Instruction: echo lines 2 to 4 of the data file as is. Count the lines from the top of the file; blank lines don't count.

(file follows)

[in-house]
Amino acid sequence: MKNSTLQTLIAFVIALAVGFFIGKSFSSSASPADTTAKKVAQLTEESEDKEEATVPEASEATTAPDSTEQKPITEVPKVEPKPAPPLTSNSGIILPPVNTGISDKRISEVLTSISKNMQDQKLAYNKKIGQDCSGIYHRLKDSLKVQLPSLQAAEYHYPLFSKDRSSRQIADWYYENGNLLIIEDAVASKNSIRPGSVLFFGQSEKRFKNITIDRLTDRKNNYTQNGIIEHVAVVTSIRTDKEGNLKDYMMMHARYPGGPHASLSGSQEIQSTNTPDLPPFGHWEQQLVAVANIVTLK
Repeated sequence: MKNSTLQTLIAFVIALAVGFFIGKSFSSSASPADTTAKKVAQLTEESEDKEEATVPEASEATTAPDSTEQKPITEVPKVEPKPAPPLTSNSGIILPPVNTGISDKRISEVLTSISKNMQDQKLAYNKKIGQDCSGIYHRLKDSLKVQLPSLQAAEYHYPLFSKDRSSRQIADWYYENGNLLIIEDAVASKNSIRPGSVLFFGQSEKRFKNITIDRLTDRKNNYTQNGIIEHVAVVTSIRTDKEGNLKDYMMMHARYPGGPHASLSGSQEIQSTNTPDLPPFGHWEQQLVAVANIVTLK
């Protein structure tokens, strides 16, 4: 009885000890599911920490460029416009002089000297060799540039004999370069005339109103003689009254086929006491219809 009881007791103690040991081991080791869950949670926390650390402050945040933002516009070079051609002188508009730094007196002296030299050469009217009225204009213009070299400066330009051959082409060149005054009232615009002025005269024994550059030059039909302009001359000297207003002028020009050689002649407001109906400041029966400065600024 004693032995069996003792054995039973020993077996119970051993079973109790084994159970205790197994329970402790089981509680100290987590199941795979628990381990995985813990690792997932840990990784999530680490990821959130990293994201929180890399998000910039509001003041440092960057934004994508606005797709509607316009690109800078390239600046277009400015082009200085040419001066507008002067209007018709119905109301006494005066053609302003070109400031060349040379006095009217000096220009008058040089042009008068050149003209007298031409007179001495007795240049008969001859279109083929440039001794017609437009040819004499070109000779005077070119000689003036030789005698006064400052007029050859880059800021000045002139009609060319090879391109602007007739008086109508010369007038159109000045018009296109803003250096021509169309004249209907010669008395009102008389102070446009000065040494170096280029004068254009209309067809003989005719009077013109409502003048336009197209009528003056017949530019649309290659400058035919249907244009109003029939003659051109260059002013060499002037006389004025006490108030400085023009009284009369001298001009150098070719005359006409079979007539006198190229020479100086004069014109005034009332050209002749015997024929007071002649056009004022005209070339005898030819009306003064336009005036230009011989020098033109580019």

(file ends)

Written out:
Amino acid sequence: MKNSTLQTLIAFVIALAVGFFIGKSFSSSASPADTTAKKVAQLTEESEDKEEATVPEASEATTAPDSTEQKPITEVPKVEPKPAPPLTSNSGIILPPVNTGISDKRISEVLTSISKNMQDQKLAYNKKIGQDCSGIYHRLKDSLKVQLPSLQAAEYHYPLFSKDRSSRQIADWYYENGNLLIIEDAVASKNSIRPGSVLFFGQSEKRFKNITIDRLTDRKNNYTQNGIIEHVAVVTSIRTDKEGNLKDYMMMHARYPGGPHASLSGSQEIQSTNTPDLPPFGHWEQQLVAVANIVTLK
Repeated sequence: MKNSTLQTLIAFVIALAVGFFIGKSFSSSASPADTTAKKVAQLTEESEDKEEATVPEASEATTAPDSTEQKPITEVPKVEPKPAPPLTSNSGIILPPVNTGISDKRISEVLTSISKNMQDQKLAYNKKIGQDCSGIYHRLKDSLKVQLPSLQAAEYHYPLFSKDRSSRQIADWYYENGNLLIIEDAVASKNSIRPGSVLFFGQSEKRFKNITIDRLTDRKNNYTQNGIIEHVAVVTSIRTDKEGNLKDYMMMHARYPGGPHASLSGSQEIQSTNTPDLPPFGHWEQQLVAVANIVTLK
């Protein structure tokens, strides 16, 4: 009885000890599911920490460029416009002089000297060799540039004999370069005339109103003689009254086929006491219809 009881007791103690040991081991080791869950949670926390650390402050945040933002516009070079051609002188508009730094007196002296030299050469009217009225204009213009070299400066330009051959082409060149005054009232615009002025005269024994550059030059039909302009001359000297207003002028020009050689002649407001109906400041029966400065600024 004693032995069996003792054995039973020993077996119970051993079973109790084994159970205790197994329970402790089981509680100290987590199941795979628990381990995985813990690792997932840990990784999530680490990821959130990293994201929180890399998000910039509001003041440092960057934004994508606005797709509607316009690109800078390239600046277009400015082009200085040419001066507008002067209007018709119905109301006494005066053609302003070109400031060349040379006095009217000096220009008058040089042009008068050149003209007298031409007179001495007795240049008969001859279109083929440039001794017609437009040819004499070109000779005077070119000689003036030789005698006064400052007029050859880059800021000045002139009609060319090879391109602007007739008086109508010369007038159109000045018009296109803003250096021509169309004249209907010669008395009102008389102070446009000065040494170096280029004068254009209309067809003989005719009077013109409502003048336009197209009528003056017949530019649309290659400058035919249907244009109003029939003659051109260059002013060499002037006389004025006490108030400085023009009284009369001298001009150098070719005359006409079979007539006198190229020479100086004069014109005034009332050209002749015997024929007071002649056009004022005209070339005898030819009306003064336009005036230009011989020098033109580019």